Dr. Eleanor Walters interviewed by Tara Zachary on 11/2/99
Dr. Walters: . . . Daddy believed in putting aside money for everybody's college fees. I used that. I probably wouldn't been able to go to school if it hadn't been for that in that particular time because that was back in the depression years. I entered Delta State in 1930.
Ms. Zachary: What do you remember about the depression?
Dr. Walters: Well I just remember that money was real tight. You didn't have a lot of extras. You were very careful with what you had. . . In those days, college students could get into a movie for twenty-five cents . . .
Dr. Walters: . . .Then when I came back to teach, the first year I was there, the fall quarter of 1943 the Von Trapp Family did their . . .american program at Delta State on a Friday night. The Baroness and the girls stayed in Cleveland Hall, and I was living in Cleveland Hall at that time because when I came back here to teach their was no residence hall for women teachers at Delta State. Cassidy Hall hadn't been built. It wasn't built until 1950. Women teachers had a lot of difficulty finding a boarding place in Cleveland. They would take men, but they didn't want women. I guess they thought they would be around under their foot too much. I lived in Cleveland Hall my first years of teaching. I was on duty that weekend because Ms. Crawly, the housemother, had the weekend off. I took one weekend a month, and kept office. So the Baroness and I spent all day Saturday in the office together. I just had the best time talking to her. She didn't look anything like the one who played in the Sound of Music. She was kind of older and a heavyset person. She was a lovely person. Father Rotunda had made arrangements to have his regular service early that Sunday so that the Trapps could have access to the church because they traveled with a priest. So when she started to leave the building at ten o'clock, she came in the office, and she said, "Would you like to go with us?" I said, "Will that be alright?" She said, "Yeah, we would like to have you." So I ran upstairs and got my hat because those days you didn't go to a Catholic Church without a hat on. We walked down to the church. They did the entire mass. They sang the entire mass. Father Rotunda, the Catholic priest here, and Mary Katherine Gerald who was member of that church and on the faculty at Delta State and I sat there. We got to hear the Trapp family do an entire mass. I will never forget it. It was the most memorable experience I had ever had. . . It happened right here in Cleveland . . . I have been over in Austria, and seen the route that they took. I have been by the convent that helped them get out. They show it in the movie, The Sound of Music.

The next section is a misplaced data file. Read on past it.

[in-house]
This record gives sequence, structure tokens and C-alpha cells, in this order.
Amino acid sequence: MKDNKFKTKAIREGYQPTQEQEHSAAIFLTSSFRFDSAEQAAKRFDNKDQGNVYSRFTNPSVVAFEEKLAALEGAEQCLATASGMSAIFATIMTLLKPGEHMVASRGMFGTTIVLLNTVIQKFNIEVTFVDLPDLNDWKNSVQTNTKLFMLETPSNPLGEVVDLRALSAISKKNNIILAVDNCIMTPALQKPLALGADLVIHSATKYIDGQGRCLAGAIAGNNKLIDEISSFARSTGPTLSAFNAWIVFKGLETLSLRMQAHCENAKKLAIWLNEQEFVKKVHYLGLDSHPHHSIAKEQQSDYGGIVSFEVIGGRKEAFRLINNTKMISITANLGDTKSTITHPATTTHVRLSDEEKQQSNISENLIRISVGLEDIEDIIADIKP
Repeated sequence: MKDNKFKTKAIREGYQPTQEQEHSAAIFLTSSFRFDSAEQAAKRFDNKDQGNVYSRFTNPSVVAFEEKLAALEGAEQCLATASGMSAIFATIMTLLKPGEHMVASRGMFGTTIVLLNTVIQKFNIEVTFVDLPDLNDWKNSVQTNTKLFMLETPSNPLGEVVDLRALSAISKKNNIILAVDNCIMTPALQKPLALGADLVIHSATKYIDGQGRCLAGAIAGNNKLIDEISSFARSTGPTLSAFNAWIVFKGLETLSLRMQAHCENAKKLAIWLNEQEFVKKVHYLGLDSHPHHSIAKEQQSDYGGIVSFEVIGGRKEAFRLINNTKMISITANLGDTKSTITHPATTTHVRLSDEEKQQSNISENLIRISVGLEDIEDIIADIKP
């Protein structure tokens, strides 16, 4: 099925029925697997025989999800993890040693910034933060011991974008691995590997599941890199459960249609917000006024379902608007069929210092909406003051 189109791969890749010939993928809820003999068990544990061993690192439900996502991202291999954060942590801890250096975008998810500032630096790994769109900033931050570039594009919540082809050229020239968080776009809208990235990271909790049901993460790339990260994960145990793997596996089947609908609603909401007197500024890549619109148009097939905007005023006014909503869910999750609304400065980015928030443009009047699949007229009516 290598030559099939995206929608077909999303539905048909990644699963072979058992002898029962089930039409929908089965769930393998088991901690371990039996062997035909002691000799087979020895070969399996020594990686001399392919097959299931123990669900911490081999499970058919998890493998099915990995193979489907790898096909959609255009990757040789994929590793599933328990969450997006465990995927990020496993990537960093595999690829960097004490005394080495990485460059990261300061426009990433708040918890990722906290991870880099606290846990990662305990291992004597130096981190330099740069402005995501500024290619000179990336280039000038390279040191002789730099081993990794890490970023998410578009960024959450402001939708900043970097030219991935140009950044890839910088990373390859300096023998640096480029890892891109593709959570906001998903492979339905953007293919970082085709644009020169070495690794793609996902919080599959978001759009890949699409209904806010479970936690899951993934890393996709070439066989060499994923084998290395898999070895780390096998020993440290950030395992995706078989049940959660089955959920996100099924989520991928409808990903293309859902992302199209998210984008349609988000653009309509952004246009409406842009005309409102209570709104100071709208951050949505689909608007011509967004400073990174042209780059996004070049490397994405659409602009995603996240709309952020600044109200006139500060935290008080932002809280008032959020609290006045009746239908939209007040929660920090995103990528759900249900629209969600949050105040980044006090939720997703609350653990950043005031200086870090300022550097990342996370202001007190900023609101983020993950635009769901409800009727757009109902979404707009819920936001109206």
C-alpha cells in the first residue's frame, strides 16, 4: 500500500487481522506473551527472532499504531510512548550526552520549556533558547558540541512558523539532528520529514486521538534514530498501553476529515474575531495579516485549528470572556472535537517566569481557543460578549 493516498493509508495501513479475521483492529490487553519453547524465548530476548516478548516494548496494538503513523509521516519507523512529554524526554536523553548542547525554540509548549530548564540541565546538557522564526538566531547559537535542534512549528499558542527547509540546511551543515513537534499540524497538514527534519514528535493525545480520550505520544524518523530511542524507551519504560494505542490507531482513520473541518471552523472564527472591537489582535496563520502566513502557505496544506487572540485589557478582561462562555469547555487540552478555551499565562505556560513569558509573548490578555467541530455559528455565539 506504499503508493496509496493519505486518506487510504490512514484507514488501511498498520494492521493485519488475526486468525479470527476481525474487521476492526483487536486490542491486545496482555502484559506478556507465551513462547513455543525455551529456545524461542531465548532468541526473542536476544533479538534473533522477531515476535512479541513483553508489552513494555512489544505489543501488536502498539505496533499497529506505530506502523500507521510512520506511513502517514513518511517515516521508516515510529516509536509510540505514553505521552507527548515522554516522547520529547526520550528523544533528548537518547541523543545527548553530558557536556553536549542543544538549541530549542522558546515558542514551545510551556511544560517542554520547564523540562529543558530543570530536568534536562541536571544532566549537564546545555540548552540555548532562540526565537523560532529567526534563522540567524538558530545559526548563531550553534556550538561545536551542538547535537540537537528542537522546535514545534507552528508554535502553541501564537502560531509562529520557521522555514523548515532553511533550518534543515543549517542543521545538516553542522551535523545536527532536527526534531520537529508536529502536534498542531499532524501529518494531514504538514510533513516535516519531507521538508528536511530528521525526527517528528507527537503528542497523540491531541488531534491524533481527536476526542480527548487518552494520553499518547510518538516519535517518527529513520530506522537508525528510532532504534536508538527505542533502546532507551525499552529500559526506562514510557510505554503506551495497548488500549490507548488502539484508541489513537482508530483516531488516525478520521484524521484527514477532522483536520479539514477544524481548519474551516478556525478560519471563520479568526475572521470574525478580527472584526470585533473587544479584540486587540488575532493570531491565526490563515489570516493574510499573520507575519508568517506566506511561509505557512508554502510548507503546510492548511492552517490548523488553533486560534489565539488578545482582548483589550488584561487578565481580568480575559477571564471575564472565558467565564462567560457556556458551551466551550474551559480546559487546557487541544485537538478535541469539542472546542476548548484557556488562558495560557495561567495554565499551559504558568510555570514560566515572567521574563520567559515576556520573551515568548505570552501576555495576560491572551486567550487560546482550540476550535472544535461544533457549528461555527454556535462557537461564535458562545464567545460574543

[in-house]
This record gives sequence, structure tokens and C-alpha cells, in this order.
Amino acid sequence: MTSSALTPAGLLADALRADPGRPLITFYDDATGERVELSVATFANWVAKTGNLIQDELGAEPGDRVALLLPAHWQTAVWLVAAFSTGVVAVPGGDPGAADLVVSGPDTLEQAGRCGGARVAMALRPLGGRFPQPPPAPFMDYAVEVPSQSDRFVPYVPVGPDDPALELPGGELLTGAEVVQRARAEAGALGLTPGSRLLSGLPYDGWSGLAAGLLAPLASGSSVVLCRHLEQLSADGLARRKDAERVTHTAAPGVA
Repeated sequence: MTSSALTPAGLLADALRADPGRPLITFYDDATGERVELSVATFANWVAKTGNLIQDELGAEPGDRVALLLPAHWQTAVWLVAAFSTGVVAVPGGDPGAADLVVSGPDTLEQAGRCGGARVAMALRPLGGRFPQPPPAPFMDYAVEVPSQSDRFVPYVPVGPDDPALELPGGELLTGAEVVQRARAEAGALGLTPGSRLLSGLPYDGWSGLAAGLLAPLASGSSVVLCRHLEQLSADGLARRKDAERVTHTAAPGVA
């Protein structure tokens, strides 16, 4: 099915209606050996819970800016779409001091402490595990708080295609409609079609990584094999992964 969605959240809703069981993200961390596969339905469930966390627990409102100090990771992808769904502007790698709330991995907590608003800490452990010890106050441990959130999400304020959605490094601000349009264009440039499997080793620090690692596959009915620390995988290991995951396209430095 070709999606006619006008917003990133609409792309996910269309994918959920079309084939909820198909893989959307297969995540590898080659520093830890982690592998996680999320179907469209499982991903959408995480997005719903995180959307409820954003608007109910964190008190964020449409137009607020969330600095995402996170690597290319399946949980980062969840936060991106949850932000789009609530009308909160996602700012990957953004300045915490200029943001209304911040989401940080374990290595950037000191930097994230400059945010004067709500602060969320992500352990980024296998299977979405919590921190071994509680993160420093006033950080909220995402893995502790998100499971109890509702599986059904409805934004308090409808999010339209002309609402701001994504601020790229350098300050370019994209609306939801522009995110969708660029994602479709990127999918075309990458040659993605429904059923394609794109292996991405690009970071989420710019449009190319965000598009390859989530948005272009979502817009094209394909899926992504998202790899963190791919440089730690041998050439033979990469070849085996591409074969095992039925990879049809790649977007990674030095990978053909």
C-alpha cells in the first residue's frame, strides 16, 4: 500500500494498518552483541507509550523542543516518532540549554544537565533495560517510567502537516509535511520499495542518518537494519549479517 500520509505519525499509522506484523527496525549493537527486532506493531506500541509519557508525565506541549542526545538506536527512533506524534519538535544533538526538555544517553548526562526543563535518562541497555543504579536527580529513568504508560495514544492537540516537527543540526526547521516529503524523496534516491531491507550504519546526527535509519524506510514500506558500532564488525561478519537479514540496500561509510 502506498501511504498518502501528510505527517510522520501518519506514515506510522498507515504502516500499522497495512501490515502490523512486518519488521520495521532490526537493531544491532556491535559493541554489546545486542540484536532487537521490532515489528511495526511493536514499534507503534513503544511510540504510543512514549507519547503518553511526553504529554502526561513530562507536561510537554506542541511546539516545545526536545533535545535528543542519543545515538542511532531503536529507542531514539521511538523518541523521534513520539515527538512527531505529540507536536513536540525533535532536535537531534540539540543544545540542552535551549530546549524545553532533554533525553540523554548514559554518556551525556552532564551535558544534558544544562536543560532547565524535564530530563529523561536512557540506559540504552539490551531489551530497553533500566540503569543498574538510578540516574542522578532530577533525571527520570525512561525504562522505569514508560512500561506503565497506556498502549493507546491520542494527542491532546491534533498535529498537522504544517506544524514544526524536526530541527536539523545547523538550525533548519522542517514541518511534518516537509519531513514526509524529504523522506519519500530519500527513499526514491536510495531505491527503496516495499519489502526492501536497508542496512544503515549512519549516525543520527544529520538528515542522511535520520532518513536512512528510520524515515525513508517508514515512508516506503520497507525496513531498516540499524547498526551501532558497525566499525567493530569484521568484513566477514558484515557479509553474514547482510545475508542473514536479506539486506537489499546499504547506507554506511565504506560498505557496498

John and Lynn Caylor interviewed by Anna Long on 6/9/00
Mrs. Caylor: . . . There are too many lights here. I don't know what the dating couples do. Of course we couldn't go off in cars like they do now. East end of Cleveland Hall didn't have a whole lot of light. When that cute little old man, old shriveled up man who was the night watchman came around the corner and saw John and I sitting there. He would just turn and go back. He didn't bother us. That was a nice place. Every night you could find some couple out there on those steps because it was not quite as bright.